I hope this helps!
Americam Dental Association recomendation of 6month recalls with your
dentist. Your dentist or Hygienist will clear the plaque and prevent its
calcification into calculus which leads to Gum disease.
People.with aggressive plaque buildup up usually have a higher mineral
levels in their saliva combined with high mineral intake in diets in
addition to foods That lead to staining ie coffee and tea drinkers.
to your routine will dramatically reduce the amount of plaque and calculus
that accumulates on your teeth between visits. Make sure to brush each of
the 4 areas: upper right, upper left, lower right, lower left for the full
30 seconds each with a total brushing time of 2 minutes. Do not scrub,
think of it more like sweeping. Let the Sonicare do the work and guide it
to all the surfaces of the teeth and gum line. Two fingers worth of
pressure is all the pressure you should put on your toothbrush. With the
Waterpik sweep the gum/tooth junction and pause and hold to irrigate
between each flossing point. -Dr. Bishop
Darryl Burke DDS
If he finds no plaque, then you should brush more often.
I might suggest that you start to use a toothpaste that contains an anti microbial agent such as triclosan. This will help to reduce the bacterial load.
You could also try to reduce the amount of proline rich foods you consume. These include jelly, meats and peanuts. Proline rich proteins facilitate the adhesion of plaque bacteria to the dental pellicle.
2. Anything that has sugar will feed the bacteria that are part of plaque. If you are brushing twice a day and flossing once a day and you still have a good amount of plaque, you are not being very effective. However, many people confuse "plaque", "calculus", "tartar". Calculus and tartar are the same thing - "calcified plaque" - a hard deposit on the teeth that cannot be removed by brushing and flossing, but can be prevented by effective brushing and flossing. Plaque is mostly a soft bacterial accumulation that can be removed with effective brushing and flossing. Calculus is removed by the dental hygienist to help prevent gum disease.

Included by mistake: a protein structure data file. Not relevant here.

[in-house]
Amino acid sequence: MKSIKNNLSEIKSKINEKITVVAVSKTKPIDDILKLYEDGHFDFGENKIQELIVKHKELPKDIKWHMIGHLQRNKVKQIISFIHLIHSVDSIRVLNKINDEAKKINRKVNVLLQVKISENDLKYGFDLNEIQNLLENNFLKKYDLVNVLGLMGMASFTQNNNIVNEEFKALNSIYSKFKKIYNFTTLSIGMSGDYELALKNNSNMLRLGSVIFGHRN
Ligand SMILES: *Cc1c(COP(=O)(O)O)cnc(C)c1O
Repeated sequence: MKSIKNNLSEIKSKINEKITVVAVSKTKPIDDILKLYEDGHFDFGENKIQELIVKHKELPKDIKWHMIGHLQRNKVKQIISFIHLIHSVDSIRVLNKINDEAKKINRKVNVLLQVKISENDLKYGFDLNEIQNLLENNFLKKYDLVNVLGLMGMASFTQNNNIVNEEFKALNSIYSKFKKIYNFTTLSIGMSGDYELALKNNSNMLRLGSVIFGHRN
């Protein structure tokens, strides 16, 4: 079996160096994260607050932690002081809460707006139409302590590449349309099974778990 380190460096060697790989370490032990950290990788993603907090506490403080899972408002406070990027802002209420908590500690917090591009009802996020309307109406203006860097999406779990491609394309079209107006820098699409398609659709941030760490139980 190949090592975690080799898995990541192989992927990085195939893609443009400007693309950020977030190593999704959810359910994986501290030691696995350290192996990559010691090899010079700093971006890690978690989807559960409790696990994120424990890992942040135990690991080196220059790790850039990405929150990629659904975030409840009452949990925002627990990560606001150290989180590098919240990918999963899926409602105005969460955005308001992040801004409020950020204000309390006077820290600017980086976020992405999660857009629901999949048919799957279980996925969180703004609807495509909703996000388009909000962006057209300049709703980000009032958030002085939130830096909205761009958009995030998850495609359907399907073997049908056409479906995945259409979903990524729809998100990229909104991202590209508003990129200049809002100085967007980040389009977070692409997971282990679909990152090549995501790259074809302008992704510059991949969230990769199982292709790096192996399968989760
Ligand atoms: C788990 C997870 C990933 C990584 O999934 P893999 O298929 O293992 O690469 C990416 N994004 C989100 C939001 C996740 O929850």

If your answer is YES to any of them, please contact the office at (818) 646-0194 for a consultation regarding Night Guard and/or Sleep Apnea appliance!
It is good that you already avoid sugary foods when possible. As a general recommendation, it's best to limit the length of time sweets and carbohydrates (that turn to sugar) are in contact with your teeth. Sticky foods are worst because they will take longer to dissolve or clear from your teeth and gums.
Thanks for your question!
It sounds as if you are taking all the right steps towards a clean mouth. Some people have a tendency to create plaque and tartar faster than others. Many things can contribute such as dry mouth, mouth breathing, and some medications. Also, many foods have hidden sugars such as yogurt, wine, sauces, fruit juices, breads and cereals. Try to make sure you are well hydrated with water. If you find the plaque is still developing, dental cleanings every 4 months would help. Make sure to use an alcohol-free mouthwash as the alcohol kills bacteria initially, but will dry the mouth more. Also, use a tongue scraper to remove more bacteria from the mouth.
Michael M. Blicher, D.D.S.
2112 F St., NW Suite 605
Washington, DC 20037